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A 4 Sherman Publications, Inc. Progress Edition 2016

Designing and building a prosthetic hand that actually works. Rubbing elbows with designers and engineers at the North Ameri- can Auto Show. Flying stealth drone mis- sions and capturing footage heretofore deemed unattainable. To many, that sounds like the making of a ‘Bucket List.’ To Brandon High School STEM (Science, Technology, Engineering, and Math) students, it’s just part of their regular hands-on learning in the popular pro- gram now in its seventh year. “We get to take some amazing field trips where we get to experience what we have learned in the classroom in a different set- ting,” said BHS sophomore Emily Davis, who had just returned from a visit to Oak- land University’s School of Engineering and Computer Science. “The prosthetic hand activity was awesome.” According to Brandon’s Career and

Technical Education (CTE) director Eric Lott, Brandon High School’s STEM pro- gram is unique. “We are one of 22 programs in the state certified as CTE compliant,” Lott said. “Our curriculum is aligned with state standards and a team of engineers reviews our ma- terial to make sure the students are receiv- ing a program that matches current indus-

Brandon 2025 takes aim at the future with an eye on today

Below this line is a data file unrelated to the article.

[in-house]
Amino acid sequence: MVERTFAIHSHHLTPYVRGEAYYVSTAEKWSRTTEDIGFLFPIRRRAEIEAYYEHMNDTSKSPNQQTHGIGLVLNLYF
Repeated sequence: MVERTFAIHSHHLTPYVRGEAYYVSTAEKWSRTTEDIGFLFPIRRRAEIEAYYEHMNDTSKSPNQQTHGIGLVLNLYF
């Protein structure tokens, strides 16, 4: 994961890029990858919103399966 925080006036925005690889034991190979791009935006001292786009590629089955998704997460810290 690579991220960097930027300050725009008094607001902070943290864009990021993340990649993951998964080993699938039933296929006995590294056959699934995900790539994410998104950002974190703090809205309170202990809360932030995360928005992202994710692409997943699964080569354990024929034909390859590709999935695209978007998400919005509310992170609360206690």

The statistics surrounding STEM gradu- ates are well known, as STEM job oppor- tunities are expected to continue to grow faster than jobs in other sectors and STEM jobs tend to pay higher salaries than jobs in other fields.

But that doesn’t seem to be why so many Brandon students are enrolled in the program.

“The teachers bring some real world expertise to our classes,” said sophomore Morgan Ross. “They’ve worked in vari- ous industries and do a nice job of sharing their experiences with us.”

As for the future of the STEM pro- gram at Brandon? Superintendent Dr. Matt Outlaw sees bigger things ahead. “We have a gem of a program here,

From left, Joe Prentice, Kalin MacQueen, Jakob Sulisz, and Ian Ladd. Bran- don High School STEM students.

try practices.”

The results are impressive, as the STEM program has grown every year. According to technology instructor Patti Dzabanski, this is the biggest it has ever been.

“Our kids are great,” she added. “And

next year, for the first time, we will have a senior-year Capstone class for the students to complete a STEM project of their choos- ing, explore STEM careers, and spend their last year in high school with their STEM family.”

and it’s something we want to continue to grow,” he said. “We field calls from fami- lies and schools in other districts wanting to know more about the program, and any- body who has been a part of it knows how special it is. It is a key component of the continued success of our students.” For more information about the STEM program and how it may be right for your family, visit or

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